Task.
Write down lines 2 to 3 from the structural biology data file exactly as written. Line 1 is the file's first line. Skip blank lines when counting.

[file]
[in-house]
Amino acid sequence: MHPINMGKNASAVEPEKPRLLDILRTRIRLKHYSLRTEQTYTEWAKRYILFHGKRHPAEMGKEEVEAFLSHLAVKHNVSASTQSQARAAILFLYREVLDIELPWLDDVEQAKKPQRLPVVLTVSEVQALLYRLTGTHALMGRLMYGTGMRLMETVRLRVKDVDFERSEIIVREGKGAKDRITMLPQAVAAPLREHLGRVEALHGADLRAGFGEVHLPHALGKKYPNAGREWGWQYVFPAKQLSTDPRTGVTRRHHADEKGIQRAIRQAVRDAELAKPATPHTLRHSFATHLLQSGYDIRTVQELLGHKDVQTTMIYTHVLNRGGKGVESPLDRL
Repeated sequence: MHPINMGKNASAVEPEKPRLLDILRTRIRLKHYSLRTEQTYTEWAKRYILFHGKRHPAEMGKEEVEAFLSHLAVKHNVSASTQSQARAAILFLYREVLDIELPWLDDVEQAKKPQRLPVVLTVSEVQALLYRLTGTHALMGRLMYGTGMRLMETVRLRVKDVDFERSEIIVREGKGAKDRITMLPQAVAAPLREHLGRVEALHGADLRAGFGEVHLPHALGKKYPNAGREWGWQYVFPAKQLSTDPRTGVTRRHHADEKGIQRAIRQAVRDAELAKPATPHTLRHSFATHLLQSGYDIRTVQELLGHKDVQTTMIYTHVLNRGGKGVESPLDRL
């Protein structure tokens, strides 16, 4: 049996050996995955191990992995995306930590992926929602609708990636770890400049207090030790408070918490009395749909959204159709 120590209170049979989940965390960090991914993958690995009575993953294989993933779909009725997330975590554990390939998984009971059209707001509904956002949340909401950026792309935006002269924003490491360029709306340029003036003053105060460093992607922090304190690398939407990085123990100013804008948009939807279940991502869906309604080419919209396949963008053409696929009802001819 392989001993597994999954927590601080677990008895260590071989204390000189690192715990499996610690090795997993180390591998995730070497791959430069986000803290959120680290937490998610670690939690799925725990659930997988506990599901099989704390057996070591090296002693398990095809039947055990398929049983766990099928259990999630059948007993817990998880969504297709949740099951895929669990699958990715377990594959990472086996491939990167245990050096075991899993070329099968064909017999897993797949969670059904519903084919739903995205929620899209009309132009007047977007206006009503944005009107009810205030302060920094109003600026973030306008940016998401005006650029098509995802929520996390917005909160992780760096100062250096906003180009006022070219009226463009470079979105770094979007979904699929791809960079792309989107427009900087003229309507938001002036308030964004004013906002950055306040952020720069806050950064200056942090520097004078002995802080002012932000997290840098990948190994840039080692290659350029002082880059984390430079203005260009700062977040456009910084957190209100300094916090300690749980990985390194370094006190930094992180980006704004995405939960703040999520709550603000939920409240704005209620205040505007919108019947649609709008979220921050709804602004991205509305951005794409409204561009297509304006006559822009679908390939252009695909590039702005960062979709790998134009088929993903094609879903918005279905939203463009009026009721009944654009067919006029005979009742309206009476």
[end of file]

Amino acid sequence: MHPINMGKNASAVEPEKPRLLDILRTRIRLKHYSLRTEQTYTEWAKRYILFHGKRHPAEMGKEEVEAFLSHLAVKHNVSASTQSQARAAILFLYREVLDIELPWLDDVEQAKKPQRLPVVLTVSEVQALLYRLTGTHALMGRLMYGTGMRLMETVRLRVKDVDFERSEIIVREGKGAKDRITMLPQAVAAPLREHLGRVEALHGADLRAGFGEVHLPHALGKKYPNAGREWGWQYVFPAKQLSTDPRTGVTRRHHADEKGIQRAIRQAVRDAELAKPATPHTLRHSFATHLLQSGYDIRTVQELLGHKDVQTTMIYTHVLNRGGKGVESPLDRL
Repeated sequence: MHPINMGKNASAVEPEKPRLLDILRTRIRLKHYSLRTEQTYTEWAKRYILFHGKRHPAEMGKEEVEAFLSHLAVKHNVSASTQSQARAAILFLYREVLDIELPWLDDVEQAKKPQRLPVVLTVSEVQALLYRLTGTHALMGRLMYGTGMRLMETVRLRVKDVDFERSEIIVREGKGAKDRITMLPQAVAAPLREHLGRVEALHGADLRAGFGEVHLPHALGKKYPNAGREWGWQYVFPAKQLSTDPRTGVTRRHHADEKGIQRAIRQAVRDAELAKPATPHTLRHSFATHLLQSGYDIRTVQELLGHKDVQTTMIYTHVLNRGGKGVESPLDRL